It's our cooking hall of fame!
Check out the winning entries from our competitions…
We asked you to try one of our recipes before you came to University. We had some fantastic submissions, but our two favourites were:
Stephanie Sam's quick and easy Pad Thai
Recipe: quick and easy Pad Thai
This recipe uses the quick method of stir frying with minimal oil, and the emphasis on fresh vegetables means that it is great for health conscious students trying to cook nutritious and delicious food on a budget.
I made a few changes to the original recipe by adding more spice to create a pungent, authentic taste that is characteristic of Thai food. I did this by incorporating Thai fish sauce, crushed garlic, a teaspoon of honey and a fresh red chilli, the juice of a lemon, as well as crushed chilli prawn flakes. I also added prawns and pork fillet slices to the noodles for more flavour. This dish of stir fried spicy noodles was bursting with zingy flavour from the red chilli and the tangy lime juice, and the crunchy peanut butter added a rich savoury taste that complemented the spice and sourness from the lime juice.
Overall, I really enjoyed making the dish of ‘Quick and easy Pad Thai’ as it is easy to prepare the vegetables, and the cooking process is very quick. This is definitely a great meal to cook for yourself, or even for friends and family!
Harry Walker's best (attempt at a) carbonara
Recipe: best carbonara
I thoroughly enjoyed making my carbonara for myself and a friend yesterday! The recipe was great :) However, I found I had not got any cottage cheese so had to think fast on my feet. In the end i decided to use natural yoghurt! This blip did not put me off my commitment to the task, a novice cook I was both alarmed and proud that I could actually make something edible. Importantly I now have a recipe I can make that will impress my new flatmates next year at the University of Birmingham.
The best part about cooking the dish was the smile on my friend's face as they ate it (coupled with a look of surprise that I can actually cook)! I'd like to thank whoever submitted the recipe as you've given me the confidence to try new recipes in the future!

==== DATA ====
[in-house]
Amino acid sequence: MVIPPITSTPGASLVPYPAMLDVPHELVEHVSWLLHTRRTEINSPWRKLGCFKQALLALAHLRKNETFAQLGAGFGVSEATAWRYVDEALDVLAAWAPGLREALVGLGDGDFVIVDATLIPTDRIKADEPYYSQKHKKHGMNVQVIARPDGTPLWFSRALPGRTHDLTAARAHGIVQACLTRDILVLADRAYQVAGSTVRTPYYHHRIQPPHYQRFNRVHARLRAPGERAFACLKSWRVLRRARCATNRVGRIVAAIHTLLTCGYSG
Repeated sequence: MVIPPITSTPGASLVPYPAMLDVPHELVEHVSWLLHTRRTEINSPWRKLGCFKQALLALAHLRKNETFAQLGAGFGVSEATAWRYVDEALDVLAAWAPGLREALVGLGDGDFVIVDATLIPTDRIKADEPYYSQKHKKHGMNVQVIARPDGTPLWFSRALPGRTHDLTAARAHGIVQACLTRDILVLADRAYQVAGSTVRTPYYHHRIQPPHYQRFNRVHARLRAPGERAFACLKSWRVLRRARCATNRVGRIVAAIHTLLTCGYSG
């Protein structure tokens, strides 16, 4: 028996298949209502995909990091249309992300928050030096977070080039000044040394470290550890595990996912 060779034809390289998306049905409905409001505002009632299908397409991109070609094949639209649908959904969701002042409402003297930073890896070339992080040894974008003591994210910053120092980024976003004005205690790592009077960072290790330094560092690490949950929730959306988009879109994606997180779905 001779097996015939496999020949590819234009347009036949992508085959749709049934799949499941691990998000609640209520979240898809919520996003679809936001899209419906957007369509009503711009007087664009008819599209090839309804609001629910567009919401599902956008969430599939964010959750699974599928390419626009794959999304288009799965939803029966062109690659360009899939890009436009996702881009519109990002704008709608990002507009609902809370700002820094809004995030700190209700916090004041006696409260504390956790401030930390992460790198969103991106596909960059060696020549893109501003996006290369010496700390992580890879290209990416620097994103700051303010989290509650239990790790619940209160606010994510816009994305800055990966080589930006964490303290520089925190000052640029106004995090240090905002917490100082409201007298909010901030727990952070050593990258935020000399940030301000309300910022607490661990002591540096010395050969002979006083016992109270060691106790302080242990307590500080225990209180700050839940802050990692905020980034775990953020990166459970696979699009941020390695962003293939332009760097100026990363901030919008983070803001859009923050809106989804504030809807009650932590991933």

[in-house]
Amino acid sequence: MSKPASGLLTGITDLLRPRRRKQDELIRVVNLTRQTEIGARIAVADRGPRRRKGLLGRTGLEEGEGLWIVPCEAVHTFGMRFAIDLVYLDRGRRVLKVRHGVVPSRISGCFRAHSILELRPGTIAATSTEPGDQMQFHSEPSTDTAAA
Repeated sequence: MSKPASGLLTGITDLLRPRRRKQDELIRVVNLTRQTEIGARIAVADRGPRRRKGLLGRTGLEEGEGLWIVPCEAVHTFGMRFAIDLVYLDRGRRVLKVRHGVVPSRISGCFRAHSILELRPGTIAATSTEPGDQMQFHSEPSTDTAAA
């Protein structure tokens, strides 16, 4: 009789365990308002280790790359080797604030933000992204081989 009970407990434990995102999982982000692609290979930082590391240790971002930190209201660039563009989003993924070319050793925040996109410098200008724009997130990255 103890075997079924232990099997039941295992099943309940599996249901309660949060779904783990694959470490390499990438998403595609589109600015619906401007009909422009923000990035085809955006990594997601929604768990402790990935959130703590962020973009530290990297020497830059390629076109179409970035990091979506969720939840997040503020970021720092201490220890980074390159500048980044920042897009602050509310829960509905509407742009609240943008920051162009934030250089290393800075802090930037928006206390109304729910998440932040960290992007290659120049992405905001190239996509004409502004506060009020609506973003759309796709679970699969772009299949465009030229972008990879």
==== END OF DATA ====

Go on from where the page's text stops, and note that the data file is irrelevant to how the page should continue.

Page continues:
I'd give the recipe a rating of 4.5 stars out of 5 (with a more accomplished cook perhaps a score of 5 may have been possible).
National Baking Week competition
We asked you to try your hand at one of our yummy deserts in honour of National Baking Week. Our winner is:
Chloe Kane's drizzle delight
Recipe: lemon drizzle cake
I enjoyed making (and eating) this lemon drizzle cake, and by the number of helpings going around, my family did, too! It was deliciously moist and bursting with zest. A nice, refreshing change when you've indulged in too much chocolate!
The ingredients were very easy to come by, and the method itself was very concise and simple to follow. The four clear steps are appealing because they’re not addled with threatening cooking terms that might serve as a deterrent to novice cooks. There are a few tips I would add, such as letting the butter sit out for a while beforehand, so it’s easier to cream (save yourself the arm-ache!) And also skewering the cake before pouring the syrup on top, as it ensures the sponge really soaks in all that citrus-y sweetness. To decorate, I sprinkled bits of candied orange and lemon peel over the top, just to jazz it up a bit, but it tastes just as good as is.
It’s simple, easy to make, and delicious (not to mention more-ish) – so what are you waiting for? Those lemons won’t grate themselves!
With the nights closing in and the weather getting chilly, we asked you to try out one of our tummy-warming main dishes. Our winner is:
Taahira Khan's lasagne
I cooked this recipe for a group of 7 friends and they absolutely loved it, all the plates were left clean!
Preparing the meal was very easy, the thing that took the longest was chopping the veg. I've made lasagne before and this recipe is perfect for both the experienced cooker and the rookie, with the instructions being very simple and having enough detail.
I did make a few changes to the recipe (due to preference). I swapped the mushrooms (not a big fan of), for carrots and they worked SO well with the peppers and added a great sweetness to the dish. I also took out the 1/4 of a jar of tomato pasta sauce at the bottom of the pasta tray, as I didn't want it to be too tomatoey and for it to distract from the other flavours. Plus, I found that more is definitely better with the mixed herbs (I found some from Asda for 68p and used half the jar, but it was well worth it!). I also found that adding a very small amount of grated cheese to the bechamel sauce was also really tasty.